Student Summer Scholars Manuscripts

First Advisor

Todd Williams



Included in

Psychology Commons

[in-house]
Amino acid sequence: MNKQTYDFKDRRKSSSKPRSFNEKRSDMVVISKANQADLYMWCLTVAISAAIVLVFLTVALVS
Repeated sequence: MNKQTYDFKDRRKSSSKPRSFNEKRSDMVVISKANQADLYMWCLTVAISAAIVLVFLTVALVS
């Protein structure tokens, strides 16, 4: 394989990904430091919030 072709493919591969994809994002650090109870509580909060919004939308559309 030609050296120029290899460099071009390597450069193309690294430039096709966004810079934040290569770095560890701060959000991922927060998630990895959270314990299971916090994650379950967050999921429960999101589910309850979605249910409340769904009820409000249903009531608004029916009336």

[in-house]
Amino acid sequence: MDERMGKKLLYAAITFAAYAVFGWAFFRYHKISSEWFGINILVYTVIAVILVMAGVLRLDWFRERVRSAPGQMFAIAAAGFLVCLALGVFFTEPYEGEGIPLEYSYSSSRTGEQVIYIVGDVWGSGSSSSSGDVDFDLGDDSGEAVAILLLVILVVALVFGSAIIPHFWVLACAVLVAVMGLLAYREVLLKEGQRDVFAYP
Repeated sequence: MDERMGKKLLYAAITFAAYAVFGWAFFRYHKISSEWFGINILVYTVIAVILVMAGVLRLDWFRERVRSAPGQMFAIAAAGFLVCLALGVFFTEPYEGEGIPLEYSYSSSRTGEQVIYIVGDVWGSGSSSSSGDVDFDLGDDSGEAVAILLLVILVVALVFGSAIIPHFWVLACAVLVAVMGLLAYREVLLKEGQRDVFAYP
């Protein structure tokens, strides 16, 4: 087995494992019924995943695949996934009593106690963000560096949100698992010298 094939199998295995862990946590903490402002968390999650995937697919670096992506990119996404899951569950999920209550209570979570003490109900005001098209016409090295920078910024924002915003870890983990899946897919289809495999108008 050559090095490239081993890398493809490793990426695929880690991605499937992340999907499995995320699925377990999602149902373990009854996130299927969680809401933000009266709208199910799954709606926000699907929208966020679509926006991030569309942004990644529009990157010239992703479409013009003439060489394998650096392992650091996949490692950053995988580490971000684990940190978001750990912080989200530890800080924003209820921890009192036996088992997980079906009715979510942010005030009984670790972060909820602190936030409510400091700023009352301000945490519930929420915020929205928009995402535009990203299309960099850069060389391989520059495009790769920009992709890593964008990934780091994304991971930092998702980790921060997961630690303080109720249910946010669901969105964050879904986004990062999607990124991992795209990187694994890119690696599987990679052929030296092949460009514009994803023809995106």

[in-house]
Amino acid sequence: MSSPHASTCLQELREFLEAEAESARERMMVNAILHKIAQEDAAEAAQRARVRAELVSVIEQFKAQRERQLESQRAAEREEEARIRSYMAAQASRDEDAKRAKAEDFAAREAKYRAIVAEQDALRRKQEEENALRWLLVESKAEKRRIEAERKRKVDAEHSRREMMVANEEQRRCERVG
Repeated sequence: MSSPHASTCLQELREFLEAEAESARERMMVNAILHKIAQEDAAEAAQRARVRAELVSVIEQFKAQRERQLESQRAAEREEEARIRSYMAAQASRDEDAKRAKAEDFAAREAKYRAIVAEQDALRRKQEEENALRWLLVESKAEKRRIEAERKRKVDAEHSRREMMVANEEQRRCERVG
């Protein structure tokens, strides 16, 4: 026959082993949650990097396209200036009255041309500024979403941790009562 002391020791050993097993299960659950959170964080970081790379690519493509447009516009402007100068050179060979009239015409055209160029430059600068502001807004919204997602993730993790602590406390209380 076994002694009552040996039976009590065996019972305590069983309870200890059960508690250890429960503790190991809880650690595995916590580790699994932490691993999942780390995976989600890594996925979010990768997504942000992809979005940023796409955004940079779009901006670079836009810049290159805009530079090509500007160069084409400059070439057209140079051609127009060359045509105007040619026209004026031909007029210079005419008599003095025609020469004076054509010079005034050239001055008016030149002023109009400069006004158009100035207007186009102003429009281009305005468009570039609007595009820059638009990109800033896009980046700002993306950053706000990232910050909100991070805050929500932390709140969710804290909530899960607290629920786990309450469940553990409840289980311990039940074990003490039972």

Once thought to be a unidimensional personality trait, recent research has advanced a two-dimensional model of Machiavellianism (Monaghan et al., 2020). The views dimension is associated with a cynical worldview whereas the tactics dimension relates to a willingness to engage in interpersonal exploitation for personal gain. The purpose of this study was to explore how these two dimensions are associated with coping strategies (Carver, 1997) in response to interpersonal stress as well as differences in life satisfaction (Kobau et al., 2010) and happiness (Lyubormirsky & Lepper, 1999). The sample (N = 253) was collected through Prolific, an online paid research panel and also included measures of self-consciousness (Scheier & Carver, 2013) and locus of control (Rotter, 1966). Results indicated that Machiavellianism was associated with more destructive coping strategies like behavioral disengagement, denial and substance use. Both views and tactics were positively correlated with destructive strategies. Interestingly, Machiavellian views, but not tactics, was negatively correlated with constructive strategies like planning, emotional support and active coping. GLM mediational analyses indicate lower levels of life satisfaction (Diener et al., 1985) were explained by higher levels of self blame among individuals high in either tactics or views. Emotional support accounted for differences in satisfaction with life among individuals with Machiavellian views, but not tactics.